International Violence Against Women Act –
Violence against women is a horrific and pervasive human rights crisis that demands our response. Far too many women and girls around the world fall prey to traffickers, are attacked as they attend school, endure violence in the home, or are raped as a weapon of war. At least one out of every three women globally will be beaten, coerced into sex, or otherwise abused in her lifetime—with rates reaching 70 percent in some countries.
On November 21, 2013, The International Violence Against Women Act (I-VAWA) was re-introduced in the House by Rep. Jan Schakowsky (D-IL), with bipartisan support from Reps. Nita Lowey (D-NY), Eliot Engel (D-NY), Debbie Wasserman Schultz (D-FL), Richard Hanna (R-NY), and Chris Gibson (R-NY).
I-VAWA calls for a comprehensive U.S. response to end violence against women and girls globally by:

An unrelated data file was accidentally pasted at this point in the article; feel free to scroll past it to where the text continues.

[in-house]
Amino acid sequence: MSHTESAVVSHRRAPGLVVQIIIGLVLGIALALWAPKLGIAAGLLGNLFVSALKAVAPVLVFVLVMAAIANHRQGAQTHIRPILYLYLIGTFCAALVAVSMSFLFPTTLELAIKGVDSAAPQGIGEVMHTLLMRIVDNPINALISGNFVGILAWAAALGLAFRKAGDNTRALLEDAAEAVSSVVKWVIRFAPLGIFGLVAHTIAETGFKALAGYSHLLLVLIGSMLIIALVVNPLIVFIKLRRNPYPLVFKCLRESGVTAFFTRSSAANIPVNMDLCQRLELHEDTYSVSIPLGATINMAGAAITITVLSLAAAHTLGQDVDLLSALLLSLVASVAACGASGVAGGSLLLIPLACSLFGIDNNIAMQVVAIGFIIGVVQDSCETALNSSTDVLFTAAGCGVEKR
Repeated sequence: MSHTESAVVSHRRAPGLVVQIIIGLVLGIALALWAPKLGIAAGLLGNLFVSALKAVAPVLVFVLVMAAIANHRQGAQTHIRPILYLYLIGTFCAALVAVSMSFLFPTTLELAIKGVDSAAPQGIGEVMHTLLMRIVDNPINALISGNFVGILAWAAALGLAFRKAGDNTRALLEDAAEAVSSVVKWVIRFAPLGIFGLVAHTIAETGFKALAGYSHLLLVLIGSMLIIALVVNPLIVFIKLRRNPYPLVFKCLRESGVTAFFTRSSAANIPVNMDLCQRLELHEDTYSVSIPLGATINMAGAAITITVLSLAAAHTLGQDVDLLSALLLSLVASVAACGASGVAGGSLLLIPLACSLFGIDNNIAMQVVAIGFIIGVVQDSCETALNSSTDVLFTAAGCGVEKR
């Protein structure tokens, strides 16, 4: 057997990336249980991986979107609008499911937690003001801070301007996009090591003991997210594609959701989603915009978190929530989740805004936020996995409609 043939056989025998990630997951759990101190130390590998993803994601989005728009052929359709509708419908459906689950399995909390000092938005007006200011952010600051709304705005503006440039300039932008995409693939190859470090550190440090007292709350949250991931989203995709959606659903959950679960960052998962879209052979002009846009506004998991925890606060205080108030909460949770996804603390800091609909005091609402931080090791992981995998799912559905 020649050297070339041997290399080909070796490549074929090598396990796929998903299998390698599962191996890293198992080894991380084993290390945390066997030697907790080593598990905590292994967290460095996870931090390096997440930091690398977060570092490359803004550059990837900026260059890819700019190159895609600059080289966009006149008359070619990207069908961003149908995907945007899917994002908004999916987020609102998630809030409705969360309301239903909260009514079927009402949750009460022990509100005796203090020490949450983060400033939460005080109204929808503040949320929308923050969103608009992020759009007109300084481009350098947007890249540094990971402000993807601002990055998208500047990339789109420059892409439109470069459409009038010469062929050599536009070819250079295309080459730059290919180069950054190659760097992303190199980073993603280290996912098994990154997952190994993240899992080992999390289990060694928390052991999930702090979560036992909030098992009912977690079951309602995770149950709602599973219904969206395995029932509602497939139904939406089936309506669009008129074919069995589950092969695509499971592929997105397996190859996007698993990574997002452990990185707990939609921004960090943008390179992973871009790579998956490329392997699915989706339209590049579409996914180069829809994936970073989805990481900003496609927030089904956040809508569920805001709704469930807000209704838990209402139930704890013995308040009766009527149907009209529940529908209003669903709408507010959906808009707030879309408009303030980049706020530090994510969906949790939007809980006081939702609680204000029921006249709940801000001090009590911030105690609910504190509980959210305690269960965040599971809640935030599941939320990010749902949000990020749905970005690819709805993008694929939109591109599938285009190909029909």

- Directing the Department of State and USAID to develop a comprehensive multi-sectoral strategy to prevent and respond to gender-based violence;
- Integrating efforts to prevent and respond to violence against women and girls as part of U.S. foreign assistance programs including health, education, economic growth, legal reform, political participation, social norm change, humanitarian assistance, and foreign security training, among others;
- Supporting overseas non-governmental and community-based organizations working to end violence against women and girls; and,
- Ensuring uniform data collection and accountability measures are in place to track investments in programs that address gender-based violence.
Visit Futures Without Violence and please urge your Members of Congress to pass I-VAWA today!